|Print | Back||October 31, 2012|
Tune My HeartCallings, Custom Ordered
by Marian Stoddard
I decided that I was going to write my personal history, and as a starting point I sat down to make a list of all the callings I have ever had. It ended up being a long list since I left home at eighteen, and I’m not sure I remembered all of them.
My history of service began with the calling, as a college freshman, to lead the hymns in Sunday School. It was both a relief to have something I felt I could do — lead music — and a challenge to not just stand and direct for sacrament meeting, but to have to get up in front of everyone and teach that practice hymn, which was part of the opening exercises before everyone broke for classes. I would have just hidden quietly in the back of the chapel, left to myself.
That same bishop was inspired to offer me the calling I would have picked first in a heartbeat the following year, teaching Spiritual Living in Relief Society. I wasn’t counting on a perfect service life forever, but this was two for two. I was happy with this principle of inspiration for those who held the keys.
In our married student ward the first thing that happened was that we were assigned to the teacher development class. That took me out of my confidence zone but in a direction I wanted, into better skills in what I desired to do most of all, which was teach. Life made its own plans, and I didn’t end up teaching school, but I have used those lessons all of my life in the Church.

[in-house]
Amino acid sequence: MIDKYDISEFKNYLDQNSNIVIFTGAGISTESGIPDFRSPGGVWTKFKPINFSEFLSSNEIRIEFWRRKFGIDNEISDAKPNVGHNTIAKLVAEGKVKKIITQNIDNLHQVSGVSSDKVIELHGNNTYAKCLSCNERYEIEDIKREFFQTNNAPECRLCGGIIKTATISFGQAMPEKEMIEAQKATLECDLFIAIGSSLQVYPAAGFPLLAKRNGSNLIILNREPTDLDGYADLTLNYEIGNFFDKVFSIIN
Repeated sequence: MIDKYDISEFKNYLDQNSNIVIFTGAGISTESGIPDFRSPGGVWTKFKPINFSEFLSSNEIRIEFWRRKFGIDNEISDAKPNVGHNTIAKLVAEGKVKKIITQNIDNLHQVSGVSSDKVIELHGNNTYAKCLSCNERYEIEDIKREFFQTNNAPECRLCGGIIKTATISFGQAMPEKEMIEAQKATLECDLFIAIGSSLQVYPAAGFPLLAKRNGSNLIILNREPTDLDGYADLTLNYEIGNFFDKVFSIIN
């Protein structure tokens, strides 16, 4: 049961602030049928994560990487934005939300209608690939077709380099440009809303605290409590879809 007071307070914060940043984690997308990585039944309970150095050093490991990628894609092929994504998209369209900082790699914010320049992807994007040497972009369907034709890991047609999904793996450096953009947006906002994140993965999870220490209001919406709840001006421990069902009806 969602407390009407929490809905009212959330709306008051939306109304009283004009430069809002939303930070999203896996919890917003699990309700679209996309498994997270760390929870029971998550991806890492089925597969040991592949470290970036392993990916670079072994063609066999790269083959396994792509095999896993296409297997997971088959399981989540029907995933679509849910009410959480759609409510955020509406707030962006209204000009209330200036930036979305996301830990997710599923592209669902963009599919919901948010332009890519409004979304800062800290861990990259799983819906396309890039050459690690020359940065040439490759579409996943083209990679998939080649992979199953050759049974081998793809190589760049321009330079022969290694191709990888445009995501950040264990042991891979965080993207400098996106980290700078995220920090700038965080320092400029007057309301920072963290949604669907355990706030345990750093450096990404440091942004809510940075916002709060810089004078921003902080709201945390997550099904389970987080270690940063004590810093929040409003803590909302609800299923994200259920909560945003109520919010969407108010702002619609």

I was offered the chance to use them quickly, as I was called to be Primary Inservice instructor in our first ward out in the real world. I was still teaching adults, who were teaching the children. Then when we moved from Seattle to Tacoma, I was called to teach the seven-year-olds in junior Sunday School — to see if I had learned anything, I figured. You taught about how to teach children, now you get to try teaching them yourself. It was a natural progression.
Skipping ahead maybe two years, with three preschoolers and a major crisis in my life, the calling I never saw coming was Relief Society counselor. The new Relief Society president was a widow, seventy years old and semi-retired. She had been the ward choir director for thirty years, and I don’t think she saw this coming either. The first counselor was close to forty, and I didn’t know her well.